Limited progress is being made in prising open the professions to all, with the senior ranks of politics, medicine, the law and journalism remaining a "closed shop", evidence from a new report suggested today.
Labour's former health secretary Alan Milburn, the Government's independent reviewer on social mobility, argued that too many children from average income and middle class families, let alone lower income ones, were "losing out" in the race for professional jobs.
At the top of the professional tree especially, he said, the "default setting" was to recruit from "far too narrow a pot".
Speaking at a press conference in London, Mr Milburn said there had been "growing public concern" that social mobility in Britain had been "stagnant for far too long".
He said: "Across the professions as a whole, the glass ceiling might have been scratched, but it's certainly not been broken. At the top especially, the professions remain dominated by the social elite."
Mr Milburn's report, entitled Fair Access to Professional Careers, said 83% of jobs created in the next decade will be in the professions, increasing the proportion of the working population in professional careers from 42% to 46% by 2020
He added: "The question posed by this report is whether the growth in professional employment is creating a social mobility dividend for our country - the short answer is not yet.
"In fact, the lack of progress on opening up the professions to a wider pool of talent risks squandering that enormous opportunity for social progress."
Private schools which educate around 7% of all pupils, he said, continue to have a "stranglehold" on the country's top jobs.
He said: "Of course parents should be free to send their children to the school of their choice, after all every parent wants the best for their child. The problem is that despite progress of the last decade, there are still too few good schools and the gap between private and state education often remains frustratingly wide."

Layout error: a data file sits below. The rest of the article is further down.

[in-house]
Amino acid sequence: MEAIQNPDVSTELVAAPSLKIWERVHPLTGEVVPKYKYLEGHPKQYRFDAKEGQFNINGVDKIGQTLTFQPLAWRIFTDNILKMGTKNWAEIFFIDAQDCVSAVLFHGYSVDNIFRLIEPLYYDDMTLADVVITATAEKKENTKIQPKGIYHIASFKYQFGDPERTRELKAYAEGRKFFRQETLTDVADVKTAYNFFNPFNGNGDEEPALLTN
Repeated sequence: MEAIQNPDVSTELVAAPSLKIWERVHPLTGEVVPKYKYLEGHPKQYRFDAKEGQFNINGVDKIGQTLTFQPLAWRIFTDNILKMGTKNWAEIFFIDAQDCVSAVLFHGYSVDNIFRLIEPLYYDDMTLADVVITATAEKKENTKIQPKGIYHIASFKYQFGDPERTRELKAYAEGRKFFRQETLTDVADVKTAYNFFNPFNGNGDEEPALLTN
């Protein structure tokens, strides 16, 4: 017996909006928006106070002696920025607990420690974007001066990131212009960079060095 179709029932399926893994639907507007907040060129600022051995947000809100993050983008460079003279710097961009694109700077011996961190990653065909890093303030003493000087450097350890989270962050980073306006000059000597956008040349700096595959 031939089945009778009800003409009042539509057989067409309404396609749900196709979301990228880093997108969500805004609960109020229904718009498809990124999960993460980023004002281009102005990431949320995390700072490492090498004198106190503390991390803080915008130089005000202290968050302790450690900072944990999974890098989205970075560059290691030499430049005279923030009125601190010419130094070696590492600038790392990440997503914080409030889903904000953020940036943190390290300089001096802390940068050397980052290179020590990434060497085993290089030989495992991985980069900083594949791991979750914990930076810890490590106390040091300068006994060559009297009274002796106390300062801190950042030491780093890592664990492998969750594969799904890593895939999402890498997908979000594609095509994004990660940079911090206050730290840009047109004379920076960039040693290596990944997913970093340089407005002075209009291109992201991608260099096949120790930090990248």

The report found the judiciary remains "solidly and socially elitist", with 43% of barristers attending a fee paying secondary school and almost one third studying at Oxbridge.
Of the country's top journalists, 54% were privately educated with one third graduating from Oxbridge.
Privately educated MPs comprised 30% of the total in 1997, but after the 2010 election now comprise 35%, with just 13 private schools providing 10% of all Members of Parliament.
About 62% of members of the House of Lords, were privately educated, with 43% of the total having attended just 12 private schools.
Mr Milburn said: "This is social engineering on a grand scale. The senior ranks of the professions are a closed shop. If social mobility is to become anything other than a pipe dream they will have to open up.
"Unfortunately, the evidence collected for this report suggests there is only at best limited progress being made in prising open the professions."
Mr Milburn said "not nearly enough" progress was being made, though there were some positive examples of improvement. For example the civil service, where since 2009 the proportion of senior civil servants who have been privately educated has fallen from 45% to 27% today.
The legal profession, he added, was "on the right track" but its social mobility progress was "too slow" and needed to "significantly accelerate".
Medicine "lags behind" other professions in the priority given to these issues, while journalism, he said, had "shifted to a greater degree of social exclusivity", adding that the media industry, "with some honourable exceptions" did not seem to take fair access seriously.
In the field of politics, he said, when major political parties continue to select parliamentary candidates who are "disproportionately drawn" from better off backgrounds, they are "limiting that pool of talent rather than widening it by making Parliament less and less representative" of the country they serve.